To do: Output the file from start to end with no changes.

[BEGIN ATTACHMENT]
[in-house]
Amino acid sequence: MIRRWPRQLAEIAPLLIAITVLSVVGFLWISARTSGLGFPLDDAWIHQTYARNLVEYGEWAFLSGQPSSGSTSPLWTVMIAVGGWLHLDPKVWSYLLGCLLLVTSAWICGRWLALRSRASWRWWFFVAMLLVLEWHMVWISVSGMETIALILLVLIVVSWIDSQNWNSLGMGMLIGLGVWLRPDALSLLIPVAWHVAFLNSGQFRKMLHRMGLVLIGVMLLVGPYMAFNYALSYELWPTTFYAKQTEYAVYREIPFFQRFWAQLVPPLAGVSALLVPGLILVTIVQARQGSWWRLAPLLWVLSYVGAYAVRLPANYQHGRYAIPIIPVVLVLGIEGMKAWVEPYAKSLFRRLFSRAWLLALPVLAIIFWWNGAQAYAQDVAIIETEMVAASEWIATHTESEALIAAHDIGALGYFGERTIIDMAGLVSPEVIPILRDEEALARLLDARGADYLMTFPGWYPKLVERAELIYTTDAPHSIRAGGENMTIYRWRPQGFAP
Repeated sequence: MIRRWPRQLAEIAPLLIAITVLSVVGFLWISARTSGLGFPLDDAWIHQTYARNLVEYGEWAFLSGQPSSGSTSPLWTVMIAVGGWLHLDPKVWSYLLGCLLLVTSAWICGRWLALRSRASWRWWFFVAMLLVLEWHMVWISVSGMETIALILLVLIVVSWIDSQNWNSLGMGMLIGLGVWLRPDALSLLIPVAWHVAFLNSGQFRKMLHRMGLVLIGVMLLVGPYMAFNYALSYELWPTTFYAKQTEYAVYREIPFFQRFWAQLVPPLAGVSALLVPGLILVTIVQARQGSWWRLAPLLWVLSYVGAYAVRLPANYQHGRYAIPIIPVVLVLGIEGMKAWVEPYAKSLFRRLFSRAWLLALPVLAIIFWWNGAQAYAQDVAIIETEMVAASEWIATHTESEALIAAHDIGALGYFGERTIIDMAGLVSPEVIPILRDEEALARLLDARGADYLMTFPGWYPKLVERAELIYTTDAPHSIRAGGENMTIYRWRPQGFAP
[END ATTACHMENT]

[in-house]
Amino acid sequence: MIRRWPRQLAEIAPLLIAITVLSVVGFLWISARTSGLGFPLDDAWIHQTYARNLVEYGEWAFLSGQPSSGSTSPLWTVMIAVGGWLHLDPKVWSYLLGCLLLVTSAWICGRWLALRSRASWRWWFFVAMLLVLEWHMVWISVSGMETIALILLVLIVVSWIDSQNWNSLGMGMLIGLGVWLRPDALSLLIPVAWHVAFLNSGQFRKMLHRMGLVLIGVMLLVGPYMAFNYALSYELWPTTFYAKQTEYAVYREIPFFQRFWAQLVPPLAGVSALLVPGLILVTIVQARQGSWWRLAPLLWVLSYVGAYAVRLPANYQHGRYAIPIIPVVLVLGIEGMKAWVEPYAKSLFRRLFSRAWLLALPVLAIIFWWNGAQAYAQDVAIIETEMVAASEWIATHTESEALIAAHDIGALGYFGERTIIDMAGLVSPEVIPILRDEEALARLLDARGADYLMTFPGWYPKLVERAELIYTTDAPHSIRAGGENMTIYRWRPQGFAP
Repeated sequence: MIRRWPRQLAEIAPLLIAITVLSVVGFLWISARTSGLGFPLDDAWIHQTYARNLVEYGEWAFLSGQPSSGSTSPLWTVMIAVGGWLHLDPKVWSYLLGCLLLVTSAWICGRWLALRSRASWRWWFFVAMLLVLEWHMVWISVSGMETIALILLVLIVVSWIDSQNWNSLGMGMLIGLGVWLRPDALSLLIPVAWHVAFLNSGQFRKMLHRMGLVLIGVMLLVGPYMAFNYALSYELWPTTFYAKQTEYAVYREIPFFQRFWAQLVPPLAGVSALLVPGLILVTIVQARQGSWWRLAPLLWVLSYVGAYAVRLPANYQHGRYAIPIIPVVLVLGIEGMKAWVEPYAKSLFRRLFSRAWLLALPVLAIIFWWNGAQAYAQDVAIIETEMVAASEWIATHTESEALIAAHDIGALGYFGERTIIDMAGLVSPEVIPILRDEEALARLLDARGADYLMTFPGWYPKLVERAELIYTTDAPHSIRAGGENMTIYRWRPQGFAP